Prairie cattle offered a new home on the East Coast

Some New Brunswick cattle producers would consider wintering animals until the feed situation improves on the Prairies.
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It makes more sense to send cattle from Western Canada to the Maritimes than to send hay the other way, says the New Brunswick Beef Producers Association.

The farm group is offering to match producers from the West with their counterparts in New Brunswick who want to buy or temporarily feed their cattle through a program it has dubbed Cows East.

“It’s more efficient to bring the animals to the feed, and that’s why we’re encouraging folks to really consider that as a viable option,” Cedric MacLeod, the group’s opportunities co-ordinator told CBC News last month.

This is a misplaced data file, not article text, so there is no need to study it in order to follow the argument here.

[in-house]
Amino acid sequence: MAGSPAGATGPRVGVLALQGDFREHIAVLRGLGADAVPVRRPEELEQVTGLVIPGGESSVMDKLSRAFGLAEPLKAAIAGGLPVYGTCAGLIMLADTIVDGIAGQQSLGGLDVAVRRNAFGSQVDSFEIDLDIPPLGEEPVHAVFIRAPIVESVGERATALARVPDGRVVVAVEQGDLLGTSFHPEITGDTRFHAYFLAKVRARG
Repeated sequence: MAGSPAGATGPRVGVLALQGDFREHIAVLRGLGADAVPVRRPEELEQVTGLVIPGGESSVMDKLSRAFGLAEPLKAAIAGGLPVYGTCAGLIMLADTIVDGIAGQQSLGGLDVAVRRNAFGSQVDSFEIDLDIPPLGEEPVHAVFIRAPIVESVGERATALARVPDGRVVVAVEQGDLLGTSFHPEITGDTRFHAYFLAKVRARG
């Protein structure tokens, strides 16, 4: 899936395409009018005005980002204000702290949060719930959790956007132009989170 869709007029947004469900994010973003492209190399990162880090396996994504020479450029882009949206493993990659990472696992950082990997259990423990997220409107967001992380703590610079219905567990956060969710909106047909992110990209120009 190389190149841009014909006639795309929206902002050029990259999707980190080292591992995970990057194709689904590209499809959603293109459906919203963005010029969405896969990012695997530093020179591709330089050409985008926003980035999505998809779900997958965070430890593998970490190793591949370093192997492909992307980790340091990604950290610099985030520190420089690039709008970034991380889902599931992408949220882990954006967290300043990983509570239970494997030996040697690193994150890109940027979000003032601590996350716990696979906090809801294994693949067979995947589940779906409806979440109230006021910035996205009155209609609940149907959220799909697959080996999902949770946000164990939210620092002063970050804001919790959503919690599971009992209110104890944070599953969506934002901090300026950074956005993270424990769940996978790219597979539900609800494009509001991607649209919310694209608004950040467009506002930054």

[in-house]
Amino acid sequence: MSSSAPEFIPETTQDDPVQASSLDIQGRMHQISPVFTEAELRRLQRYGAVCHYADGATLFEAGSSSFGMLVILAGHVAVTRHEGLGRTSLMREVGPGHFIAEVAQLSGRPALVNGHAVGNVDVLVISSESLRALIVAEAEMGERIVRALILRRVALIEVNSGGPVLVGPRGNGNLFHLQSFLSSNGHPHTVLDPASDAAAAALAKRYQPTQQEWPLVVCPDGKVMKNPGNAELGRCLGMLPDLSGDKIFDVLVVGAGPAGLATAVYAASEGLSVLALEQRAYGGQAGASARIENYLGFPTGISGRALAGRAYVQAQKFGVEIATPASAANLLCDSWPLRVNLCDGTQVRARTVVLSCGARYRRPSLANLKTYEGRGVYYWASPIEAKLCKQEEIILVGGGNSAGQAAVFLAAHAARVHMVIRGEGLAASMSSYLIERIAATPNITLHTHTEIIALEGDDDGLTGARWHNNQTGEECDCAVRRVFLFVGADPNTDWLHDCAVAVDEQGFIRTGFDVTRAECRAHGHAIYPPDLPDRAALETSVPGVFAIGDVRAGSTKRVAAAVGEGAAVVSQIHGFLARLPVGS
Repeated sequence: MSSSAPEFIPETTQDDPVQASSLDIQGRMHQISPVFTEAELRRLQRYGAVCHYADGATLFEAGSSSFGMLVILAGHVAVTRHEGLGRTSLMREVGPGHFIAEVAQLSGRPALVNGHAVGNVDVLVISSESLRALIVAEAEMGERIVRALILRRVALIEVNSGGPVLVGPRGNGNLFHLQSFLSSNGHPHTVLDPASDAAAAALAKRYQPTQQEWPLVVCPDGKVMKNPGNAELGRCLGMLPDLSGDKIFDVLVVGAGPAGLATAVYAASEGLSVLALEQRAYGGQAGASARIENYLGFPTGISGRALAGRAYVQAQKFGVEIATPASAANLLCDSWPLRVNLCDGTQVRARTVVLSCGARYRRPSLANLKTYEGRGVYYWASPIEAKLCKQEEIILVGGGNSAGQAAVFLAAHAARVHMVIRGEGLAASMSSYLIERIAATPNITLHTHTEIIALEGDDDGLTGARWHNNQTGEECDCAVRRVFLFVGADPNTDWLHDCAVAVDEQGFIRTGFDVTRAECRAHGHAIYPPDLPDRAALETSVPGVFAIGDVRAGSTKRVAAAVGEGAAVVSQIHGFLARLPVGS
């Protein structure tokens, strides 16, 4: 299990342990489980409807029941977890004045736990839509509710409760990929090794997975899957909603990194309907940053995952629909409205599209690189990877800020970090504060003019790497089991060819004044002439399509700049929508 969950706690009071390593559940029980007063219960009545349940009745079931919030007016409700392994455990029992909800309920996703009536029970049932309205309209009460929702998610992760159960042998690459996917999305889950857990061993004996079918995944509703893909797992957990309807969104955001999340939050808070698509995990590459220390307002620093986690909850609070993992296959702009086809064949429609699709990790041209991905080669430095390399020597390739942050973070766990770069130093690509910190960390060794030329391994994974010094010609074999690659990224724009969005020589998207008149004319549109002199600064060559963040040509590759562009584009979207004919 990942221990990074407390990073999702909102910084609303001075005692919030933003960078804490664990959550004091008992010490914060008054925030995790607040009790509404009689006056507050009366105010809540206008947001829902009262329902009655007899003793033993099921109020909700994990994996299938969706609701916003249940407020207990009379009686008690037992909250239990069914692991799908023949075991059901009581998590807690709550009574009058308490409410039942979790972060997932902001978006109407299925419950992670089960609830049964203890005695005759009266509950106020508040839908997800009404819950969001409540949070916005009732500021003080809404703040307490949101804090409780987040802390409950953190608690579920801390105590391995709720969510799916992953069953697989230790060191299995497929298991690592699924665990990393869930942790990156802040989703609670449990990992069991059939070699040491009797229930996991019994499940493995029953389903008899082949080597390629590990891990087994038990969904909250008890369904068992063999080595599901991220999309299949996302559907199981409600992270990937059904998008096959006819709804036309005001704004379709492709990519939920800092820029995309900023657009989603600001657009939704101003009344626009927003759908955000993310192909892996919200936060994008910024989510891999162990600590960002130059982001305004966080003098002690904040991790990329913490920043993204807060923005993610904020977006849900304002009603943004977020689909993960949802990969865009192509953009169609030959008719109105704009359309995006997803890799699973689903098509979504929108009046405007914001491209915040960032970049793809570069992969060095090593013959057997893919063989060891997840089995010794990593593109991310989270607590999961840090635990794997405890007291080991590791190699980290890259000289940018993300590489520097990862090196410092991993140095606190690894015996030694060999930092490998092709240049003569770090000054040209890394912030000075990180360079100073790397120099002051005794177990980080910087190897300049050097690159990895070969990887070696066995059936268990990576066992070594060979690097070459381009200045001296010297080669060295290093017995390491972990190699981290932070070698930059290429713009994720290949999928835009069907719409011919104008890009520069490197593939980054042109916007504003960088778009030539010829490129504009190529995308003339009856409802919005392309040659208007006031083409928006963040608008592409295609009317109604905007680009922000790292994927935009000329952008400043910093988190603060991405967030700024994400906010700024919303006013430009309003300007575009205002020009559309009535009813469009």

His organization is participating in the Hay West initiative, but by the time hay reaches Manitoba, the cost of transport is more than the value of the hay, said MacLeod, a cattle producer who is also executive director of the Canadian Forage & Grassland Association.

There are cattle producers in his province who are interested in buying Prairie cattle and even some who would consider wintering animals until the feed situation in Western Canada improves, he said.

The Saskatchewan Stockgrowers Association has created an online form for producers interested in the initiative. The short form, which goes to the organizers of Cows East, can be found at skstockgrowers.com/cows-east.


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